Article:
Homeschooling-related bills for the 82nd Texas Legislative Session.

There are (at least for now) 2 homeschooling-related bills in the 82ns Texas legislative session.

SB 207 – relating to requiring certain students leaving public school to provide documentation necessary to ensure an accurate calculation of dropout rates.

HB 196 – relating to requiring certain students leaving public school to provide documentation necessary to ensure an accurate calculation of dropout rates.

Quick look and the text appears to be the same in both the House and Senate bills.

No, bad bill. Oppose. I LOVE the phrasing… that leaving the failed public school system for a better education via homeschooling is considered dropping out.

HB 132 – relating to the issuance of a driver’s license to a person who has not obtained a high school diploma or its equivalent.

HSLDA is opposing this, but I’m not 100% sure why. My guess is because it enumerates “home school” (in Texas, homeschooling is generally not enumerated, falling under jurisdiction of “private school” and it is best kept that way). I’m going to contact HSLDA for clarification.

Updated: I contacted HSDLA to ask for more details as to why they oppose.

Here’s their more detailed response to SB207 & HB196.

Here’s their more detailed response to HB132.

I agree with their reasoning. You can debate the merit of the intentions behind the bill, but from a purely legal perspective they are bad bills.

4 thoughts on “Homeschooling-related bills for the 82nd Texas Legislative Session.

  1. What is the concern with the first bill? That the school will refuse to sign?

    On the surface it looks like they are trying to separate students who are dropping out from students who are being home schooled.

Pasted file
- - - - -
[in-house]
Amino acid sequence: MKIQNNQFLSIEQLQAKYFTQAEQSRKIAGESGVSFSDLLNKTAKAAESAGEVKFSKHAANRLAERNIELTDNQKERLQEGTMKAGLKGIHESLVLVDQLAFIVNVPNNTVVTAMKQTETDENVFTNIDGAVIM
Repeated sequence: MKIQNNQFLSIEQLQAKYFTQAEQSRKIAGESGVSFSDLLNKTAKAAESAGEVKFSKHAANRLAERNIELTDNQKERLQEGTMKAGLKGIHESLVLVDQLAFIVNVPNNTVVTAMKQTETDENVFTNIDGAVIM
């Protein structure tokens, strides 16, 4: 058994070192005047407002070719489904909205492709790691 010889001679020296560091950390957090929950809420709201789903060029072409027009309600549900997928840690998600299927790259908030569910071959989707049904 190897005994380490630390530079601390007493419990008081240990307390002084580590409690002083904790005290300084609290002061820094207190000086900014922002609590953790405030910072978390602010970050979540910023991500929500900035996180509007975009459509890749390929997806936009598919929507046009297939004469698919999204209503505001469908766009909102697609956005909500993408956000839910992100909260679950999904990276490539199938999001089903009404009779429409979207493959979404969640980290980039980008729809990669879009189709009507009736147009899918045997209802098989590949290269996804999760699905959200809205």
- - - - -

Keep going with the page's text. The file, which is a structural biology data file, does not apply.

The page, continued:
We home schooled our kids last year. It was an interesting experience.

    • I have contactd HSLDA to see why they oppose all 3 bills. When I receive their response, I’ll post it.

      Why do I oppose it?

      1. Equating leaving the failed public school system with “dropping out” isn’t good. What if a parent wants to withdraw their child to attend a private school? Same difference, so why aren’t they counted? I grant some people withdraw/drop-out and say they’re going to homeschool but then don’t, but why should all the law-abiding homeschoolers have to pay the price for the abuse of a few?

      2. It’s a registration scheme. There’s nothing in Texas state law that requires homeschoolers to have to register or otherwise notify the state about their choice to homeschool. This starts down that slippery slope.

      3. Texas doesn’t specifically enumerate/legislate homeschools as an entity — they fall under private schools due to the Leeper case.

      From HSLDA’s summary of Texas’s homeschooling:

      Alternative Statutes Allowing for Home Schools: Tex. Educ. Code Ann. § 25.086(a)(1).

      1. Any child who attends a private or parochial school that includes in its course a study of good citizenship” is exempt from the requirements of compulsory attendance.
      Since this law does not specifically mention homeschooling, the Texas Education Agency announced that homeschooling was illegal in 1985. After over 80 innocent homeschool families were criminally prosecuted for truancy, HSLDA joined with other homeschool plaintiffs to file a class action suit against every school district in Texas (over 1,000). The class action suit, Leeper v. Arlington Indep. School Dist., No. 17-88761-85 Tarrant County 17th Judicial Ct. Apr. 13, 1987), resulted in a trial level decision in favor of homeschooling. The court ruled that:

      a. Homeschools can legally operate as private schools in Texas;

      b. Article 7, section 2 of the Texas Constitution only authorizes the legislature to establish and maintain public education, not private or parochial education (Leeper, Slip Op. at 10);